The first Thanksgiving feast was held in the autumn of 1621, during three days of prayer and feasting by the Pilgrims of the Plymouth Colony and their Native American guests, members of the Wampanoag tribe. However, the first national Thanksgiving Day was not celebrated until November 26, 1789, as proclaimed by George Washington.
It is said most people get very sleepy after a big Thanksgiving meal because of a sleep-inducing chemical found in turkey meat. Eating a lot of turkey at Thanksgiving is not the only thing that makes people sleepy. Although turkey meat does contain tryptophan--an amino acid which the brain turns into serotonin, a chemical that calms us down and helps us sleep--it is a combination of factors that make us sleepy after the big feast. All the carbohydrates--like potatoes, stuffing, yams, bread, and pie--are also partly to blame, as well as eating to the brim; so much digestion
activity diverts blood from the brain to the digestive system.
The annual Macy's Thanksgiving Day Parade has become one of the most popular customs of the holiday's celebrations, attracting thousands of visitors to New York City and millions of TV viewers. Santa Claus makes an appearance at the parade's finale to signal the beginning of the Christmas shopping season?
In the mid-19th century, Godey's Lady's Book, under the leadership of editor Sarah Josepha Hale, led a long and committed campaign to establish Thanksgiving as a national holiday. Hale and her magazine succeeded when President Abraham Lincoln declared it a national holiday in 1863. Thanksgiving had previously been celebrated in New England and gradually spread to other states, but it was not always on the same day.
Godey's Lady's Book has been described as the most popular women's magazine of its time. As its editor--and as the first female editor of a major magazine--Hale influenced the attitudes, fashion, and manners of her Godey's Ladies Book readers. She is also famous for her well-known children's verse Mary Had a Little Lamb, published in 1830.
The Detroit Lions and the Dallas Cowboys traditionally host football (NFL) games on Thanksgiving Day. The Detroit Lions have held their football-on-Thanksgiving tradition since 1934, except for a six-season gap from 1939 to 1944 during World War II. The Dallas Cowboys have hosted Thanksgiving Day games since 1966, missing play only in 1975 and 1977. Many
Americans digest their holiday meal while watching football games on television. High viewership of these games has made football an American Thanksgiving tradition.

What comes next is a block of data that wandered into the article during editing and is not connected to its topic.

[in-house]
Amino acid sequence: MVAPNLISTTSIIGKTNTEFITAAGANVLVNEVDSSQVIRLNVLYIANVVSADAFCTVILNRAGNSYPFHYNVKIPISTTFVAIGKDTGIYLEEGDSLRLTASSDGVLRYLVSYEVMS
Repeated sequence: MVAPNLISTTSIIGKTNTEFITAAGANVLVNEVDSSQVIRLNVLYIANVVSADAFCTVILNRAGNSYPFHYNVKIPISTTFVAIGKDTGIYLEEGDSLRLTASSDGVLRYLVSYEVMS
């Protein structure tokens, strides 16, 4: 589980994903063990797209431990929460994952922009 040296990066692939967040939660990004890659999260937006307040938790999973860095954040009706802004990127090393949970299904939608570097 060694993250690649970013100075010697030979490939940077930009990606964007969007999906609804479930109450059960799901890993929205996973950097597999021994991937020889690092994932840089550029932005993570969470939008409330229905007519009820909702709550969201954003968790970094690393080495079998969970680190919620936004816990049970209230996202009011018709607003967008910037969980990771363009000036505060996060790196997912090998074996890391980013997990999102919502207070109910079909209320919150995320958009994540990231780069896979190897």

The cornucopia, or "horn of plenty," symbolizes the abundance of the feast, and is often depicted overflowing with food and flowers. It originated in Greece. In Greek mythology, it is one of the horns of the goat Amaltheia, which was caused by Zeus to refill itself indefinitely with food and drink.
In the United States, Thanksgiving is an annual holiday celebrated on the fourth Thursday of November. Canadians celebrate Thanksgiving on the second Monday of October, as established by Parliament in 1957. The first Canadian Thanksgiving was held on April 15, 1872, as a thankful celebration for the recovery of the future King Edward VII from a serious illness. Canadians also celebrate Thanksgiving with big feasts and parades. The second Monday of October is also Columbus Day in both the US and Canada.
Benjamin Franklin, a prominent figure in American history wanted to declare the wild turkey, not the bald eagle, as the National Bird? In a letter to his daughter from 1784, Franklin stated, "For my own part I wish the Bald Eagle had not been chosen the Representative of our Country. He is a Bird of bad moral Character...For the Truth the Turkey is in Comparison a much more respectable Bird, and withal a true original Native of America."
In 1939 President Franklin Roosevelt moved Thanksgiving Day from the last Thursday in November to one week earlier to allow for an extra week of shopping between Thanksgiving and Christmas. Many Americans objected to the change in their holiday customs and continued to celebrate Thanksgiving on the last Thursday of the month. Roosevelt's political opponents in Congress also opposed the break with tradition and dubbed the early holiday "Franksgiving." In May 1941 Roosevelt admitted that he had made a mistake and signed a bill that established the fourth Thursday of November as the national Thanksgiving holiday, which it has been ever since.
When the 90 members of the Wampanoag tribe joined the 52 colonists for the first Thanksgiving meal in Plymouth in 1621, they brought with them at least five deer. There are only two surviving descriptions of the first Thanksgiving: a letter by one of the colonists, and a passage in a book written by William Bradford, the governor of the colony.
However, neither of these descriptions mentions cranberry sauce, pumpkin pie, or chestnut stuffing as being part of the feast.